Sunday, August 20, 2006


I know you’re unhappy. Responsibility has overtaken you and joy has been replaced by routine. I feel the same emptiness you do. A taunting cold wind swirls inside of me and mocks whatever I thought I have built. Each day unfolds like permanent pressed slacks from the cleaner folded exactly the same stiff at every seam and pleat.

The alarm whistles and shatters our peaceful sleep; our backs pop and crackle fighting against our efforts to sit up; the mouth is coated in muck and foul smell; a sharp pain pulses in our sides because we have to urinate so badly; we blindly stumble to the bathroom to relieve ourselves; then we dress, maybe eat breakfast, watch the news, drive through traffic to get to work, punch in, and steal a cigarette and some coffee; plop our tired fat asses in a chair and shovel through a Michigan snow drift of paperwork; meanwhile our phone is ringing off the hook with people wanting to ask stupid questions.

Some new kid at work is driving us crazy with his enthusiastic rigor; you try to send an email but your inbox is cluttered with electronic chain letters, bad jokes, and porn links; lunch break is a treat but it’s raining so you can’t enjoy that walk through the park, that is that line of trees the department of beautification planted in the strip mall where you go for another coffee and a deli sandwich; the hour passes quicker than sex since you’ve gotten old and prematurely reach orgasms; work ends with another whistle; that drive in rush hour traffic seems like a day on the cross so it’s off to the pub; two hours of ESPN golf and hockey highlights and five or six vodka Collins, or on a rough night scotch and soda.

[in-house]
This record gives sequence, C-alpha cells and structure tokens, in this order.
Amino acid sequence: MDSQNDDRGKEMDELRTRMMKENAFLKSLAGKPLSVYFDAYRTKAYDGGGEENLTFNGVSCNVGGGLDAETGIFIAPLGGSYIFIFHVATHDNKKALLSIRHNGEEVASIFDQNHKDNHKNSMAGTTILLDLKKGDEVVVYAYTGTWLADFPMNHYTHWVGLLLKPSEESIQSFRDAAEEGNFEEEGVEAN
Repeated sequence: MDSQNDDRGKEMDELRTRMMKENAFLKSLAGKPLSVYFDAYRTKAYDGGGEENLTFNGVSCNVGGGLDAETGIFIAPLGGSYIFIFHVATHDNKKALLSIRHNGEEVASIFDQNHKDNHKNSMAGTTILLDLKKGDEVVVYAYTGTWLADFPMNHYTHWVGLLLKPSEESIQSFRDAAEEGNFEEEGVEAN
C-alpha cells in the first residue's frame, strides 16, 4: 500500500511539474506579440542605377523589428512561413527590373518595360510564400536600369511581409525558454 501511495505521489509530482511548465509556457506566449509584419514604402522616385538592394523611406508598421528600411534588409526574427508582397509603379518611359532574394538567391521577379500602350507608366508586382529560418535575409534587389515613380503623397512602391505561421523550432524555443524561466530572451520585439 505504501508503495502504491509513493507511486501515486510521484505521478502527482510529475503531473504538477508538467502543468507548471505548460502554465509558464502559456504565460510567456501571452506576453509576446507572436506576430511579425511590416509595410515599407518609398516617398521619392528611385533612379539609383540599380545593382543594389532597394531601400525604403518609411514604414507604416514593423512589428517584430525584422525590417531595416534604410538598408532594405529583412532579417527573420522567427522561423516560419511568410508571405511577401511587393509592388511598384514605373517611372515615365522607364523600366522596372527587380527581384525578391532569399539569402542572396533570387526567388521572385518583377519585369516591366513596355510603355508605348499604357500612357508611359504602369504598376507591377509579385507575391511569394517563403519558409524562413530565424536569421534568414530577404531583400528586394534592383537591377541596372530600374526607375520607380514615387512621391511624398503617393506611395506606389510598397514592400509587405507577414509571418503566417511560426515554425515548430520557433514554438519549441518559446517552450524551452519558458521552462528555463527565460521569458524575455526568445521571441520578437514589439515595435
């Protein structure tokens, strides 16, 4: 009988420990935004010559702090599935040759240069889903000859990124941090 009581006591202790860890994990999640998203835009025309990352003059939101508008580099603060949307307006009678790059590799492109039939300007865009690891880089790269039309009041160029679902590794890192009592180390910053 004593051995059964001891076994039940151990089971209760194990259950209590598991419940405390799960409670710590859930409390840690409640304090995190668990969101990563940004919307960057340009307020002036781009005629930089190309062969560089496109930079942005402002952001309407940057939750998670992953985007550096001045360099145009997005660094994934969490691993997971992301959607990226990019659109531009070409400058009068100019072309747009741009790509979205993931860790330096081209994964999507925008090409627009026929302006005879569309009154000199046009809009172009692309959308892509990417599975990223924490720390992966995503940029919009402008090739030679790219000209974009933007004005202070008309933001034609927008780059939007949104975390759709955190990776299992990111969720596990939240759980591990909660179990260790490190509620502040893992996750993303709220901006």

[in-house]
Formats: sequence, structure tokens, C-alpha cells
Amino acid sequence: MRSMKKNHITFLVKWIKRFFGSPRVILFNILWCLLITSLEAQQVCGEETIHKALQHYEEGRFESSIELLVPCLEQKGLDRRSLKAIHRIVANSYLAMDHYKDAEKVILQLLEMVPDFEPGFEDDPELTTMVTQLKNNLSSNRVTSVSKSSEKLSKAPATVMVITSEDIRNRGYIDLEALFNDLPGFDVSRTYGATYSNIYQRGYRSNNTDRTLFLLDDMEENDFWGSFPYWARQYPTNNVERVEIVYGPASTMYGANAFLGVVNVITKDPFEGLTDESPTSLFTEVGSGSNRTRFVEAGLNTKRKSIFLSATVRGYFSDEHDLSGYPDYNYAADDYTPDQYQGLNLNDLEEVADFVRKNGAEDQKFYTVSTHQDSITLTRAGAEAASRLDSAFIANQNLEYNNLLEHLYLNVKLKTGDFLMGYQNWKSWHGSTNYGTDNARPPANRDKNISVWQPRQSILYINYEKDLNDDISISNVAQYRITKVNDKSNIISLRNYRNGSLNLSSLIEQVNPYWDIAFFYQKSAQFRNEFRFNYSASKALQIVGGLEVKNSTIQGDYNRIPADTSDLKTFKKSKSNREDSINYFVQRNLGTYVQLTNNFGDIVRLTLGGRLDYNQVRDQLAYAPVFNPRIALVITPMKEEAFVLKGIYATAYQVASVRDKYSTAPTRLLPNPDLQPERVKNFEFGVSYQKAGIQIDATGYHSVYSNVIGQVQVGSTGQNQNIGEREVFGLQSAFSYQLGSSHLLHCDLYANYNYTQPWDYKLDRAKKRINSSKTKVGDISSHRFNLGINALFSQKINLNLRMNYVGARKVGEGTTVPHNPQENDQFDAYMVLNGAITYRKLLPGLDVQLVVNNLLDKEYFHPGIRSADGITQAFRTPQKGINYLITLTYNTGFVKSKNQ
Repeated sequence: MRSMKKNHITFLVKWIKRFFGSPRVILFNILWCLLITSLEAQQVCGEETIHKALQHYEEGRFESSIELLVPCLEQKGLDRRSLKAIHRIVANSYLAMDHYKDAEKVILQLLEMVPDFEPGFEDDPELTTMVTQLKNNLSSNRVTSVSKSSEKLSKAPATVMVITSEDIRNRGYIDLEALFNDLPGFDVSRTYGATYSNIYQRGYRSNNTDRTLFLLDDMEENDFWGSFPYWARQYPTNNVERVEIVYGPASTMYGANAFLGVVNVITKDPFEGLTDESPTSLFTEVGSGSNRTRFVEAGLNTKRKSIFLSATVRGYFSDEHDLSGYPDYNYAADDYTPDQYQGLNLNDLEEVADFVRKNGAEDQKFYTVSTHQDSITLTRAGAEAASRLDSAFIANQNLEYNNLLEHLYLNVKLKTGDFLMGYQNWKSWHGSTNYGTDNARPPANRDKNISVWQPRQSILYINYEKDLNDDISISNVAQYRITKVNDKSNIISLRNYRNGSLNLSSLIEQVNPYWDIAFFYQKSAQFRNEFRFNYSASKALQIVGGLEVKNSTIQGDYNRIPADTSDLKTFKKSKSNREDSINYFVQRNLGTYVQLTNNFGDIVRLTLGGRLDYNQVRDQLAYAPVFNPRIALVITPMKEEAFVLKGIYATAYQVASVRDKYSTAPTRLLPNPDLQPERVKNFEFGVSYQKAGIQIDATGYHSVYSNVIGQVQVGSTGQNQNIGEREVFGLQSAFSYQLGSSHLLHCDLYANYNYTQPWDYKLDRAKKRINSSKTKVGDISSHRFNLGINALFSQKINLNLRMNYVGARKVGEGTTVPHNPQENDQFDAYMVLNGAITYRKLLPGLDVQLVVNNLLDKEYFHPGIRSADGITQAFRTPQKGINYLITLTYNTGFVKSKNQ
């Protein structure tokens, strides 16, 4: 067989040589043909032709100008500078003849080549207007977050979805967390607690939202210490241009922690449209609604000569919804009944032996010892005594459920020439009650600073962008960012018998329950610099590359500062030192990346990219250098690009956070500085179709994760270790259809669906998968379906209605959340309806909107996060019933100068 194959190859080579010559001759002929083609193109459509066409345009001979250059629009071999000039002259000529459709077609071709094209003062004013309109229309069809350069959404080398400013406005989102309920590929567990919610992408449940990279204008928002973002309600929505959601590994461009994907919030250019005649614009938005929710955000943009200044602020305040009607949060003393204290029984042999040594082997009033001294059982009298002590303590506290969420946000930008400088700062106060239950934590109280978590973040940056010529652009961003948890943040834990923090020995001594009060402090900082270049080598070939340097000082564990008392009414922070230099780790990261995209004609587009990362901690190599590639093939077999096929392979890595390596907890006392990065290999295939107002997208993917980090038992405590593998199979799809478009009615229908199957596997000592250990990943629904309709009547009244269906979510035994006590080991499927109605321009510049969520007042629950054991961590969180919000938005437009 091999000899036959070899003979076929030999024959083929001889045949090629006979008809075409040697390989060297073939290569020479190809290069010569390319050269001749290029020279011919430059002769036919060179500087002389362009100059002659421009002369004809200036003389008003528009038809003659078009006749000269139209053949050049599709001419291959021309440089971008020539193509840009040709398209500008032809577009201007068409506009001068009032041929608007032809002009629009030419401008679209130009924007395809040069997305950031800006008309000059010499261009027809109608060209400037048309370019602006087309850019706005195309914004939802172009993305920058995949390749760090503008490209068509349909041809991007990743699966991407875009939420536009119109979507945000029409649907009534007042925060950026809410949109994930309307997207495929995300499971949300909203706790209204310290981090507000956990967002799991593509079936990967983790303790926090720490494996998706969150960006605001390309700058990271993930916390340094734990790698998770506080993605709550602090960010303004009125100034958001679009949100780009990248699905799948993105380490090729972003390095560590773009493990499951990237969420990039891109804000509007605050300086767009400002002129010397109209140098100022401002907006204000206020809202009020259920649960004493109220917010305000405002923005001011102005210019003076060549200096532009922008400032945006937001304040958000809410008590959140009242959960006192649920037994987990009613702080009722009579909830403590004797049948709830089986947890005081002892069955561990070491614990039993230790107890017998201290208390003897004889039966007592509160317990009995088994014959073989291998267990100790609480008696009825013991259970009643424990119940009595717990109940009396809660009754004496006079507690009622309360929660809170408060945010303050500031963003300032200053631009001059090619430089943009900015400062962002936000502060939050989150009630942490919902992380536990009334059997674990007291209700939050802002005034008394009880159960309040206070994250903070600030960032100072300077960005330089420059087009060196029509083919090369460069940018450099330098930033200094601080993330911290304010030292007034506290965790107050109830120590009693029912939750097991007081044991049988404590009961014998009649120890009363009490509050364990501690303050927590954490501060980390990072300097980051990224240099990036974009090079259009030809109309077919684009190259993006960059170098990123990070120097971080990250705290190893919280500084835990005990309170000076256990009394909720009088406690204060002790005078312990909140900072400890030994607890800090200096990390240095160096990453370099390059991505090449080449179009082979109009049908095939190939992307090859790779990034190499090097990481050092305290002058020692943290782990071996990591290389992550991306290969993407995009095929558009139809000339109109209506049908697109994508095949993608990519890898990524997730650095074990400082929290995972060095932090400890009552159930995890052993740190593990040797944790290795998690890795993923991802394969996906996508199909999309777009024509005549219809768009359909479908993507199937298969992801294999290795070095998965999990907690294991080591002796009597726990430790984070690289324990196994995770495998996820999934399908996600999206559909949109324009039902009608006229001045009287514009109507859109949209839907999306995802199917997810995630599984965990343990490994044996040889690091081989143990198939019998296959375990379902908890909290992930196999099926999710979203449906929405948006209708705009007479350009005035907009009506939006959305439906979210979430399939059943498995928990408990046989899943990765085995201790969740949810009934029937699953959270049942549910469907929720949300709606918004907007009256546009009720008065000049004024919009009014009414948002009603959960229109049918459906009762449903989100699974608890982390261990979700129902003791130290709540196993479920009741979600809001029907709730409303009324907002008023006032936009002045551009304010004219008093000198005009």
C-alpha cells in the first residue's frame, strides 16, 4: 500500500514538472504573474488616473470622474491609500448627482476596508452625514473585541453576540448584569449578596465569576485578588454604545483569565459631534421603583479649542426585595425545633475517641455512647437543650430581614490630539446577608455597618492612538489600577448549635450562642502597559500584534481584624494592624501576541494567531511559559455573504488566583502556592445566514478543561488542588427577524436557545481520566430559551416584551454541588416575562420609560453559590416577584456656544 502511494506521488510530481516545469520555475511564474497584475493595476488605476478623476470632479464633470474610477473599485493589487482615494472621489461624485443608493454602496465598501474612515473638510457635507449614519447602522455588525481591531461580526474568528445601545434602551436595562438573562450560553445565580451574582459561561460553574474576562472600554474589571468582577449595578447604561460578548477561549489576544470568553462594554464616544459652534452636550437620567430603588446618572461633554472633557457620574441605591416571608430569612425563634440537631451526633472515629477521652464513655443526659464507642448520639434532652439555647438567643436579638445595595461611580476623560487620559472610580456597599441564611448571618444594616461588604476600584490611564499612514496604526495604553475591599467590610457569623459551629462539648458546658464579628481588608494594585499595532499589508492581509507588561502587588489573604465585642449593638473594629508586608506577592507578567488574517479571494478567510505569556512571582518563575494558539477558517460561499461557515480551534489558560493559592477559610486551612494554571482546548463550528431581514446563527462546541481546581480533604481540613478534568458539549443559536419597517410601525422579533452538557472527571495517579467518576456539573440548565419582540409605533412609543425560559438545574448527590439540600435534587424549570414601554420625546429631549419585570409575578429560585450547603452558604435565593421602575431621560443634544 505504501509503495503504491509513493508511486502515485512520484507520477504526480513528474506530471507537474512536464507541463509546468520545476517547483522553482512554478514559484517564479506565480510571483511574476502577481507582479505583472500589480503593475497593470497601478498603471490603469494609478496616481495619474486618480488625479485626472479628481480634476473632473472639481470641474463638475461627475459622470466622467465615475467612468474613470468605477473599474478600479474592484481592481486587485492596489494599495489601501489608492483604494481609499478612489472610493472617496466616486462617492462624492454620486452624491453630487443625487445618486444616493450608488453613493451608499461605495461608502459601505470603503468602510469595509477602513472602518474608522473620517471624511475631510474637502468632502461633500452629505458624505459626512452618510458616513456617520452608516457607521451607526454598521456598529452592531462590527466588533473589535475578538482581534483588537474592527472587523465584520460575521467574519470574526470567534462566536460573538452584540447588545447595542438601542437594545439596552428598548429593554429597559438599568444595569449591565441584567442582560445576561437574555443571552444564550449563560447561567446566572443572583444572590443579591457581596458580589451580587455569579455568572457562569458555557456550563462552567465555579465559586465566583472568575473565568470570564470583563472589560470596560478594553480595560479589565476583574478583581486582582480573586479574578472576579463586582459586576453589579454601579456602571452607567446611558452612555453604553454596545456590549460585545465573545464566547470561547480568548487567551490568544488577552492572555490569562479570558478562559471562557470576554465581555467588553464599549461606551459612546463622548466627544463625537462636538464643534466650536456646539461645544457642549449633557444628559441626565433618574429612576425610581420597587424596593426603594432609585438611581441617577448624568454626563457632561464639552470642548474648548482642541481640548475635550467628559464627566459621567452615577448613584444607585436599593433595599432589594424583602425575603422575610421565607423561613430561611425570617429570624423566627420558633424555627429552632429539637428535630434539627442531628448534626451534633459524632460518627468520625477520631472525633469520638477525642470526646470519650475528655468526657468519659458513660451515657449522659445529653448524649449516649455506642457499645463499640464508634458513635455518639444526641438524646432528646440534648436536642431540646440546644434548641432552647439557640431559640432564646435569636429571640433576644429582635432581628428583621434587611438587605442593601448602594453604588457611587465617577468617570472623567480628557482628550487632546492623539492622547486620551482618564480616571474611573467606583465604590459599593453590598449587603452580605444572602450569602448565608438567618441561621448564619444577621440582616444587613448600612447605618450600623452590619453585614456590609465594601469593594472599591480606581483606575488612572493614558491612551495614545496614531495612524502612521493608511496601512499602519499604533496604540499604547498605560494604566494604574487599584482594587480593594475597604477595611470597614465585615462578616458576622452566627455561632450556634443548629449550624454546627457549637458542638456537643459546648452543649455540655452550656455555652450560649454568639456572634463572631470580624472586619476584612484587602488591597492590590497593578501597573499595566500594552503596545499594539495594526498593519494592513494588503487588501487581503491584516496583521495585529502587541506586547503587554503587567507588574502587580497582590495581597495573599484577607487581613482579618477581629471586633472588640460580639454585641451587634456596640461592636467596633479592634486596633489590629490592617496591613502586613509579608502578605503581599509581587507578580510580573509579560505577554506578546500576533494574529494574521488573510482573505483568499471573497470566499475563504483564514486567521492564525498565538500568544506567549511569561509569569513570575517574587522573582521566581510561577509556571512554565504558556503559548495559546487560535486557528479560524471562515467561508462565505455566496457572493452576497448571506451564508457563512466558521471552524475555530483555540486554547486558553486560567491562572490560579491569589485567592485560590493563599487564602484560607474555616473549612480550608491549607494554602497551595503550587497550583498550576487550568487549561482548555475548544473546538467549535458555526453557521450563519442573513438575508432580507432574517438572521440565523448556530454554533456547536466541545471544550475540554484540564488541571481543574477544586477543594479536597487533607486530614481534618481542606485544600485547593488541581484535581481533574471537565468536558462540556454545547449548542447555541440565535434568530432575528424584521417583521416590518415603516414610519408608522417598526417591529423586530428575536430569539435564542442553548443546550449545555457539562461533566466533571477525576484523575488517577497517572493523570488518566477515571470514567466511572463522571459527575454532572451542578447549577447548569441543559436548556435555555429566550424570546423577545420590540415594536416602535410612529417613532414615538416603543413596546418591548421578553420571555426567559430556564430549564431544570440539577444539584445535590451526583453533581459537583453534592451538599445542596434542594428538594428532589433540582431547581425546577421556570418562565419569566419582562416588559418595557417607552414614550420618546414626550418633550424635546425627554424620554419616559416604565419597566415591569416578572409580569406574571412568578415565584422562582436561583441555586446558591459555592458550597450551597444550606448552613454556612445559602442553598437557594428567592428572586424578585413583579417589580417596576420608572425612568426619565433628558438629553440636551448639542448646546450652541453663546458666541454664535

Finally make it home and she wants to know why you didn’t call and why you’re late and why the store-bought chicken alfredo is sitting cold and rubbery on her country-living dining table; your kids who were so amazing and beautiful wrapped like Christmas presents in alabaster sheets –everyone and everything so sterile and sanitized…that smell…that feeling like everything mattered as your emotions boiled inside of you whirling around like Eliot’s little fingers in finger paint, well they’re just loud and dirty now and you don’t understand why they can’t show Daddy how much they care by being quiet.

Then the evening news and a snifter of brandy and your last two smokes as you watch the daily dose of fires, shootings, and carjacks; you stumble into bed and nestle your once steel toned abdomen next to your wife’s hefty, sloping ass that used to be so hot in those summer dresses she wore in college. This is it; every day until you die, minus those 2 weeks a year in Florida playing golf and taking the tikes to Disney World.


And all we have is our dreams.

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